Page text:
I heard this term for the first time during CELTA when we had an input session on TBL (Task-Based Learning). To be honest, I didn’t really understand what it was and how to use it (neither of us did, really). Next time I heard about ‘Deep End’ was during training at my current workplace. It sounded somewhat familiar. I went through an imaginary CELTA folder in my head trying to get a tiny bit of information but failed. It didn’t really ring a bell. The only thing I could remember was the observation video of Jane Comyns-Carr teaching a lesson on Past Perfect using TBL approach, and there was something about ‘Weak End’ and ‘Deep End’, too.
So what is ‘Deep End’?!
Do you remember how you learnt to swim? I don’t know how it happened for you, but in my case, my mom just pushed me into the swimming pool when I was passing by without wearing armbands. Can you imagine how it felt? ‘Cos that’s what your students will feel when you decide to use ‘Deep End’ and throw them into using FL without explaining anything about it. ‘Here are the phrases I want you to use, guys. You have 3 minutes to talk about this topic. Use the phrases. Go!’ It’s a perfect approach for malevolent teachers, isn’t it?
What other pros and cons does it have (apart from being so tempting to be used if you’re in a bad mood)?
- It’s more supportive than TTT since students are exposed to the language you want them to use;
- It’s very student-centered since it requires a shorter ‘teach’ stage (students have an opportunity to kind of figure out how to use the language by themselves);
- It brings the sense of achievement if students manage to use the language correctly from the very first time;
- It’s illustrative: if students used some language incorrectly, you just put the real example of what they said on the board and give feedback on the how-to part.
- It’s less supportive than GD since you don’t ask any probing questions that would help them to figure out the rules;
- It only works with FL considering that it’s easy enough for students to understand;
- It might be more stressful than TTT or GD – same as finding yourself in a swimming pool with no armbands when you’re just 8 years old and you can’t really swim (well, couldn’t until now).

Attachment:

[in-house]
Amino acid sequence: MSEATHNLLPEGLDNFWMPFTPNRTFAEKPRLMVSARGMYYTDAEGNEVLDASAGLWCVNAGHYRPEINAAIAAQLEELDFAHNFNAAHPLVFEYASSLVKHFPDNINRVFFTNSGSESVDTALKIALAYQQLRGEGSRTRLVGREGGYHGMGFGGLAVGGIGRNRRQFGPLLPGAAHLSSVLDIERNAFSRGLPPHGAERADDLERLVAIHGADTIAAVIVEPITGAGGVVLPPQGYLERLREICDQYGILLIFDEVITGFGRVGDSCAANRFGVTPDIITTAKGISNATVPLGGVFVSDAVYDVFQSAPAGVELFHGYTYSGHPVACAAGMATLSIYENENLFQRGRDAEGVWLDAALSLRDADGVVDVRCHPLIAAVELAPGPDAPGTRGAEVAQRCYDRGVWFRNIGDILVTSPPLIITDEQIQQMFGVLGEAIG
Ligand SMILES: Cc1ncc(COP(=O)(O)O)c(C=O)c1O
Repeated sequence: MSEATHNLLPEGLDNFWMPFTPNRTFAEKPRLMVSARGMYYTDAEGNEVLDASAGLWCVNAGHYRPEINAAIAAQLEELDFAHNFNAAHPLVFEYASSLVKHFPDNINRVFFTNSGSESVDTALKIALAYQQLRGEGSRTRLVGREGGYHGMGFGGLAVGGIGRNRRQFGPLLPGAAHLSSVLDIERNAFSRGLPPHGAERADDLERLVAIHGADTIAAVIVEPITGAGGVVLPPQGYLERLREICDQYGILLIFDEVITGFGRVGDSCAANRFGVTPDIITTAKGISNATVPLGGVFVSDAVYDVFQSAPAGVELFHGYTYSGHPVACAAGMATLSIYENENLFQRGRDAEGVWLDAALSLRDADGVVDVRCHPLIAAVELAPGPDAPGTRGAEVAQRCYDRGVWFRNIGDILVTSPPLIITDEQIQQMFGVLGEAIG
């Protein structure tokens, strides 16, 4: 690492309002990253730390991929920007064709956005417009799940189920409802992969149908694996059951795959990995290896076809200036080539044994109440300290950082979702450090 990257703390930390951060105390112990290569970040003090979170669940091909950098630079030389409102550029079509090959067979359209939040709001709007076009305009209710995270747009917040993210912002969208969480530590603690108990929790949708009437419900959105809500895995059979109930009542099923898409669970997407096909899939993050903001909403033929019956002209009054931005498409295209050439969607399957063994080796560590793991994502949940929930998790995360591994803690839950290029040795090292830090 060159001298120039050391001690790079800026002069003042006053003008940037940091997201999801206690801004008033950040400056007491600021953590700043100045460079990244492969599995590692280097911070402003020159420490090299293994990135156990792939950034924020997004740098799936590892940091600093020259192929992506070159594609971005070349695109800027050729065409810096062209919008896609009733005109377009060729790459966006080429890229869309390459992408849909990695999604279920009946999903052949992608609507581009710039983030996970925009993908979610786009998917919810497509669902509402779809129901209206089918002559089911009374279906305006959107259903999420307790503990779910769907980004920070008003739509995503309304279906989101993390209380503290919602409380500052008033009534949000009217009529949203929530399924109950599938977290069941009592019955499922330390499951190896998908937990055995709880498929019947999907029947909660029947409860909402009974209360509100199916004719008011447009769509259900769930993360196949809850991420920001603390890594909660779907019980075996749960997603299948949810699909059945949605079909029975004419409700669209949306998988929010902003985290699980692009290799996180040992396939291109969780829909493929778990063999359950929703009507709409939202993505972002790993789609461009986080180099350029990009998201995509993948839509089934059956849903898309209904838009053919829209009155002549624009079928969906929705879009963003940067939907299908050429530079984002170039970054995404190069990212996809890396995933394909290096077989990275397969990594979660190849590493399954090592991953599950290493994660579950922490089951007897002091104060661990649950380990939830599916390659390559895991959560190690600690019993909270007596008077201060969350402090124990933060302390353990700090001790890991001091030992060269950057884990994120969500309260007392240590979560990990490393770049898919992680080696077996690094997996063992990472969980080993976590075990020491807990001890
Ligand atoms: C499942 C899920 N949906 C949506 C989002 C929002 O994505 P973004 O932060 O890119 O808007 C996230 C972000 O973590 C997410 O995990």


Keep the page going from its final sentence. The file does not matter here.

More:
How to use it?
Using ‘Deep End’ is extremely easy.
- Pushing your students into the swimming pool:
Prepare cards or checklists with FL you want students to use.
Give them a topic. Tell them to discuss this topic using all phrases. (Also can be done as a written exercise – depends on a situation.)
Tell them to keep track of the phrases they’re using by either picking up a card (make sure to cut a lot of cards in this case) or by checking it in their checklists.
Listen and write down successful and unsuccessful examples of FL use.
- Giving feedback:
Start with successful use and then talk about unsuccessful use explaining why it was incorrect and what the right way of using this particular phrase is.
- Making them swim:
You may want to start with a gap-fill exercise or something similar for the controlled practice stage.
Give them another topic and tell them to discuss it using all the phrases.
Make sure that they keep on track.
Make sure that they follow the ‘points to improve’ part of your feedback.
Intervene if necessary to support them – they’re just learning!
- Watching them swim:
Aka freer practice. Design it any way you want.
Make sure to collect the cards/checklists – no visual prompts should be available, students can only use their memory.
I hope you find this article helpful! Don’t be afraid to throw your students into using the language: no one said learning English is safe 😀